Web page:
Lithuania has not made any official embassy connections with the United Arab Emirates so far. There is a feeling that the upcoming world EXPO in Dubai could become a pretense for making them now. Would the presence of the UAE embassy in Vilnius or Lithuania’s embassy in Abu Dhabi make any cardinal changes in the direction, scope or forms of Lithuania’s participation at the EXPO in Dubai?
Lithuania and UAE are in very good terms despite the fact that the Lithuanian Ambassador for UAE is currently residing in the Egyptian capital of Cairo and the UAE Ambassador for Lithuania is working in Warsaw. Dr Yousif Eisa Hassan Al Sabri, Ambassador of the United Arab Emirates for Lithuania, has visited Lithuania with various delegations or business missions numerous times and is constantly showing his attention to Lithuania’s preparations for the EXPO 2020.
UAE, ranked as one of the Top 10 of the richest states in the world, is a global hub for transport, tourism and trade, as well as a priority market for Lithuanian exports. Our food companies, furniture and technological equipment producers are already successfully exporting their goods to UAE. Lithuania sees great potential for cooperation in the fields of information and financial technology, renewable energy (especially solar panels), health and life sciences.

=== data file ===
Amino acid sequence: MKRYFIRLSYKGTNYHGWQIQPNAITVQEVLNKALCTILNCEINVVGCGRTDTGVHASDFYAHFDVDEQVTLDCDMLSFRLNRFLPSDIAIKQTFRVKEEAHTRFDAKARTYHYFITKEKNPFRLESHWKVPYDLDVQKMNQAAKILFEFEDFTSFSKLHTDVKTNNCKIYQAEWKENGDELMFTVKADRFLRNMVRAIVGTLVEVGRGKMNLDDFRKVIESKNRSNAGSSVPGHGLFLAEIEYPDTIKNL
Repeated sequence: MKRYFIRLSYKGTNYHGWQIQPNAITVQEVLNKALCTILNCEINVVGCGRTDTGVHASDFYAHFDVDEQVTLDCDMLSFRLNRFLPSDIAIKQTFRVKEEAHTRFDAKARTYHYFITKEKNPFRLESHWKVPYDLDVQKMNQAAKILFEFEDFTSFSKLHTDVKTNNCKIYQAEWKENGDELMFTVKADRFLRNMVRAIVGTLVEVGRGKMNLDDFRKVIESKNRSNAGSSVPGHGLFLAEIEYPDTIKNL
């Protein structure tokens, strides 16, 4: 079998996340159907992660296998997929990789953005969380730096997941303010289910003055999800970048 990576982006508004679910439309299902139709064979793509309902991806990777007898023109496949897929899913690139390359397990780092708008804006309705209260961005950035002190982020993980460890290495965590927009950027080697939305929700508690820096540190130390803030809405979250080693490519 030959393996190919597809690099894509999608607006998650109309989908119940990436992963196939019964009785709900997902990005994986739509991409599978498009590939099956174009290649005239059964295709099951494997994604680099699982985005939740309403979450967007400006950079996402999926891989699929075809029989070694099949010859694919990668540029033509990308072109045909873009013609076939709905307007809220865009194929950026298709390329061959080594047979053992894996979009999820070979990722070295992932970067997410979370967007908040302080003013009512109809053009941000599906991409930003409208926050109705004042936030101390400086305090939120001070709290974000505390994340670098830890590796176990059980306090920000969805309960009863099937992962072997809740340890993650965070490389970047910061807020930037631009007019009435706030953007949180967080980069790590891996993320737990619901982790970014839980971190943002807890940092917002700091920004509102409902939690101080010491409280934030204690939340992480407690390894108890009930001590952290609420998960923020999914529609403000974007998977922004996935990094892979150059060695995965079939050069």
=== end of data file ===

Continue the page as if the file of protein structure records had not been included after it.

The visit of the President of the Republic of Lithuania to the UAE last November was a great breakthrough in the development of the relations between the two states. The visit involved signing a memorandum of understanding between Lithuania and the UAE regarding cooperation in the fields of renewable energy and energy saving, which will become the basis for promoting investments in renewable energy, the development of energy saving technology and implementation of scientific research and joint projects. Thus, we can already see wide opportunities for the strong industry of Lithuanian solar energy, which has already firmly established in global markets and can offer the UAE market a new generation of solar modules that are known for their high efficiency, longevity and are adapted for the UAE climate.
Increasing bilateral cooperation, growing business interests and active Lithuanian community, which is largest in the region, gives premise to hope that the Lithuanian embassy for the UAE will soon open its door in Abu Dhabi, with direct flights connecting Vilnius and Dubai. The two countries getting closer on the eve of the event make Lithuania’s participation at EXPO 2020 even more important.
Thank you for the conversation.
Interviewed by Zita Tallat-Kelpšaitė